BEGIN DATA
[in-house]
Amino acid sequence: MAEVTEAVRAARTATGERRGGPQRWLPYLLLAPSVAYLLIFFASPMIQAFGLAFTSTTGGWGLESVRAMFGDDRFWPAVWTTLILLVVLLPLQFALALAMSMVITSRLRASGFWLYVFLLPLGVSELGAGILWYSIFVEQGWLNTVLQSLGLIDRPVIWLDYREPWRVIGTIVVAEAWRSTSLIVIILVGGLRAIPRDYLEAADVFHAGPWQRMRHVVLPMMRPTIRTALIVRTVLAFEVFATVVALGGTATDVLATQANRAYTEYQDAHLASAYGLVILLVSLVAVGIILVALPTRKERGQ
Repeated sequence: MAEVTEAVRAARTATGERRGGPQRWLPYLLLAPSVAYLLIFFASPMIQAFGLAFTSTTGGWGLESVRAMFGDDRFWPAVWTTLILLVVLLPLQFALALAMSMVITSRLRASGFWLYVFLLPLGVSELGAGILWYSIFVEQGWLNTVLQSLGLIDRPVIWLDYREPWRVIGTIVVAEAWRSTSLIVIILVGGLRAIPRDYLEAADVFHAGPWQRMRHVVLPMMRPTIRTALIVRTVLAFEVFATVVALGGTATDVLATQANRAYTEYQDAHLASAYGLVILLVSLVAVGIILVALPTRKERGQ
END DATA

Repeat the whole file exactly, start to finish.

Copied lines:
[in-house]
Amino acid sequence: MAEVTEAVRAARTATGERRGGPQRWLPYLLLAPSVAYLLIFFASPMIQAFGLAFTSTTGGWGLESVRAMFGDDRFWPAVWTTLILLVVLLPLQFALALAMSMVITSRLRASGFWLYVFLLPLGVSELGAGILWYSIFVEQGWLNTVLQSLGLIDRPVIWLDYREPWRVIGTIVVAEAWRSTSLIVIILVGGLRAIPRDYLEAADVFHAGPWQRMRHVVLPMMRPTIRTALIVRTVLAFEVFATVVALGGTATDVLATQANRAYTEYQDAHLASAYGLVILLVSLVAVGIILVALPTRKERGQ
Repeated sequence: MAEVTEAVRAARTATGERRGGPQRWLPYLLLAPSVAYLLIFFASPMIQAFGLAFTSTTGGWGLESVRAMFGDDRFWPAVWTTLILLVVLLPLQFALALAMSMVITSRLRASGFWLYVFLLPLGVSELGAGILWYSIFVEQGWLNTVLQSLGLIDRPVIWLDYREPWRVIGTIVVAEAWRSTSLIVIILVGGLRAIPRDYLEAADVFHAGPWQRMRHVVLPMMRPTIRTALIVRTVLAFEVFATVVALGGTATDVLATQANRAYTEYQDAHLASAYGLVILLVSLVAVGIILVALPTRKERGQ